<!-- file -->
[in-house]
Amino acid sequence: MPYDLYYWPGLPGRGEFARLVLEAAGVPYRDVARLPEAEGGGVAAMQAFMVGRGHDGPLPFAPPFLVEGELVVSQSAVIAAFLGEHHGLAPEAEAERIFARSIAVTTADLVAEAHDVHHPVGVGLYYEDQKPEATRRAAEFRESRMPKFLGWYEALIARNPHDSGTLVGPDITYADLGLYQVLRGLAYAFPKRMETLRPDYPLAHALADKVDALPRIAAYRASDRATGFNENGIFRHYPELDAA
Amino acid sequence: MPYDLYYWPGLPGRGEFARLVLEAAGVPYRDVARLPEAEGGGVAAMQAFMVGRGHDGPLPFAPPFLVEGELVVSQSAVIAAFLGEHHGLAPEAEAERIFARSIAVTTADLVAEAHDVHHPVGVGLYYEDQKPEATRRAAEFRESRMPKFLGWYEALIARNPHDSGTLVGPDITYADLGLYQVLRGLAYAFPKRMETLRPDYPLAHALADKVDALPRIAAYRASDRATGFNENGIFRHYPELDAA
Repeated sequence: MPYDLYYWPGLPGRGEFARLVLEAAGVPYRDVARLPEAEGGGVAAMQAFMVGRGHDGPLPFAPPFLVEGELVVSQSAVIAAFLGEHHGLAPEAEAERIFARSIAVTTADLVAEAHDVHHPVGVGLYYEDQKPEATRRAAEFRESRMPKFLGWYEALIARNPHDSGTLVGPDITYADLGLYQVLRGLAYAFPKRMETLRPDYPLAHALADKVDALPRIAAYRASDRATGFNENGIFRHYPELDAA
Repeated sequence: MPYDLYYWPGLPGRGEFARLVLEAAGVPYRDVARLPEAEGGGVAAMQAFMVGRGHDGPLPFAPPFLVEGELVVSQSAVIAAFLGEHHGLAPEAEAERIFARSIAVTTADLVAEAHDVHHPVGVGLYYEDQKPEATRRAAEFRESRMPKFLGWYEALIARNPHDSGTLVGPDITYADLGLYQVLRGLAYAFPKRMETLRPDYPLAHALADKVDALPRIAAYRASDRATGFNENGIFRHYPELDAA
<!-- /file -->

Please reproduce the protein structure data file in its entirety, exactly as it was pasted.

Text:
[in-house]
Amino acid sequence: MPYDLYYWPGLPGRGEFARLVLEAAGVPYRDVARLPEAEGGGVAAMQAFMVGRGHDGPLPFAPPFLVEGELVVSQSAVIAAFLGEHHGLAPEAEAERIFARSIAVTTADLVAEAHDVHHPVGVGLYYEDQKPEATRRAAEFRESRMPKFLGWYEALIARNPHDSGTLVGPDITYADLGLYQVLRGLAYAFPKRMETLRPDYPLAHALADKVDALPRIAAYRASDRATGFNENGIFRHYPELDAA
Amino acid sequence: MPYDLYYWPGLPGRGEFARLVLEAAGVPYRDVARLPEAEGGGVAAMQAFMVGRGHDGPLPFAPPFLVEGELVVSQSAVIAAFLGEHHGLAPEAEAERIFARSIAVTTADLVAEAHDVHHPVGVGLYYEDQKPEATRRAAEFRESRMPKFLGWYEALIARNPHDSGTLVGPDITYADLGLYQVLRGLAYAFPKRMETLRPDYPLAHALADKVDALPRIAAYRASDRATGFNENGIFRHYPELDAA
Repeated sequence: MPYDLYYWPGLPGRGEFARLVLEAAGVPYRDVARLPEAEGGGVAAMQAFMVGRGHDGPLPFAPPFLVEGELVVSQSAVIAAFLGEHHGLAPEAEAERIFARSIAVTTADLVAEAHDVHHPVGVGLYYEDQKPEATRRAAEFRESRMPKFLGWYEALIARNPHDSGTLVGPDITYADLGLYQVLRGLAYAFPKRMETLRPDYPLAHALADKVDALPRIAAYRASDRATGFNENGIFRHYPELDAA
Repeated sequence: MPYDLYYWPGLPGRGEFARLVLEAAGVPYRDVARLPEAEGGGVAAMQAFMVGRGHDGPLPFAPPFLVEGELVVSQSAVIAAFLGEHHGLAPEAEAERIFARSIAVTTADLVAEAHDVHHPVGVGLYYEDQKPEATRRAAEFRESRMPKFLGWYEALIARNPHDSGTLVGPDITYADLGLYQVLRGLAYAFPKRMETLRPDYPLAHALADKVDALPRIAAYRASDRATGFNENGIFRHYPELDAA